Great short piece on reframing the conversation about ethics around AI, why using “fair” and “transparent” is unreliably interpreted, how these discussions have (so far) lead the field of AI to believe it is neutral, yet it "both fails to notice biased data and builds systems that sanctify the status quo and advance the interests of the powerful.” More generally, Kalluri wants the discussions to be framed around how/when/if AI shifts power and to integrate in its development every community who would lose power or suffer more focused attention through these tools.
Researchers should listen to, amplify, cite and collaborate with communities that have borne the brunt of surveillance: often women, people who are Black, Indigenous, LGBT+, poor or disabled. […]
The group is inspired by Black feminist scholar Angela Davis’s observation that “radical simply means ‘grasping things at the root’”, and that the root problem is that power is distributed unevenly. […]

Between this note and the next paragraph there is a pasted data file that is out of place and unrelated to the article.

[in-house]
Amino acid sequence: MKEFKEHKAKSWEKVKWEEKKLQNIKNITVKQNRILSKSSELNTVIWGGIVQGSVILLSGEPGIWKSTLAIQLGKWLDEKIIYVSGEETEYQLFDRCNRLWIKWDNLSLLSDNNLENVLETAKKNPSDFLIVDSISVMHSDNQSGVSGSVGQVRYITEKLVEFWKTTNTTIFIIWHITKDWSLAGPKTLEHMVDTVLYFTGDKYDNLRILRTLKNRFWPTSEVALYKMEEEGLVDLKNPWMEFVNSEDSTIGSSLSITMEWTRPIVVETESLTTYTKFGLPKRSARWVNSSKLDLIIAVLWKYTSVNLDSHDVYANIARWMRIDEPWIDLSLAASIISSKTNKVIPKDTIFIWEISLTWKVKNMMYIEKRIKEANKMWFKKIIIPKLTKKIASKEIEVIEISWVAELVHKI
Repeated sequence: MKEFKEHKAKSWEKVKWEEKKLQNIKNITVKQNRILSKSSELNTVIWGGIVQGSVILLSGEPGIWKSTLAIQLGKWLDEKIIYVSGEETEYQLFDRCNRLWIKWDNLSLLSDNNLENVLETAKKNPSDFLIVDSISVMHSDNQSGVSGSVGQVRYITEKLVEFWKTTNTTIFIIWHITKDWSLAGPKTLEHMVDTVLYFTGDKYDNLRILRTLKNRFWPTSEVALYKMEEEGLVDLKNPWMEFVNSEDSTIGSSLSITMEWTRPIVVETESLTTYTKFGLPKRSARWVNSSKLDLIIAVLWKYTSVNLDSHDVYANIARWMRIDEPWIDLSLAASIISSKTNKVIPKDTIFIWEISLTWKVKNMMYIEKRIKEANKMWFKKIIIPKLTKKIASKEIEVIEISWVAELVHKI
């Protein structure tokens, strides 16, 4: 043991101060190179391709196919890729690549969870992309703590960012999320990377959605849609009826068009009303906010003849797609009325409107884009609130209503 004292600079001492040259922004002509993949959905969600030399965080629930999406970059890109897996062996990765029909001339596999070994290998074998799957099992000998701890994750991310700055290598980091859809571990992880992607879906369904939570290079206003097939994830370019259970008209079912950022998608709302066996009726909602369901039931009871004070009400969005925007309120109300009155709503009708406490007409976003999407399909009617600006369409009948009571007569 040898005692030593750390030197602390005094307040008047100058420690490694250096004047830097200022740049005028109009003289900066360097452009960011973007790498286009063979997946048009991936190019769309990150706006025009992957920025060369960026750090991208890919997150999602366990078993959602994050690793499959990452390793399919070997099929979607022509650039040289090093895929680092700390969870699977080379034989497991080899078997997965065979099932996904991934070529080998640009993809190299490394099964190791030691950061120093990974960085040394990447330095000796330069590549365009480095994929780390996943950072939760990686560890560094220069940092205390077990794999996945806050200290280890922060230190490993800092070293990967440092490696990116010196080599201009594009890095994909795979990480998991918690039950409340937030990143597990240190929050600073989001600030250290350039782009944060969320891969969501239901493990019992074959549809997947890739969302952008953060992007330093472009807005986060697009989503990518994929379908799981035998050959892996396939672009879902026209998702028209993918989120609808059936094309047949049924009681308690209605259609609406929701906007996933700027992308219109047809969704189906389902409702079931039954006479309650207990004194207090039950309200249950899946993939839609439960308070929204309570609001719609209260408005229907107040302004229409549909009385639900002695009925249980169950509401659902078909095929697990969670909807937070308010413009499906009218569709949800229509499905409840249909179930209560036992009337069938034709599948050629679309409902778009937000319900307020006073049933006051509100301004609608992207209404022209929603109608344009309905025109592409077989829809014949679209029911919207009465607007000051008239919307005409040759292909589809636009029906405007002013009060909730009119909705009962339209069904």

Researchers in AI overwhelmingly focus on providing highly accurate information to decision makers. Remarkably little research focuses on serving data subjects. What’s needed are ways for these people to investigate AI, to contest it, to influence it or to even dismantle it. […]
Through the lens of power, it’s possible to see why accurate, generalizable and efficient AI systems are not good for everyone. In the hands of exploitative companies or oppressive law enforcement, a more accurate facial recognition system is harmful.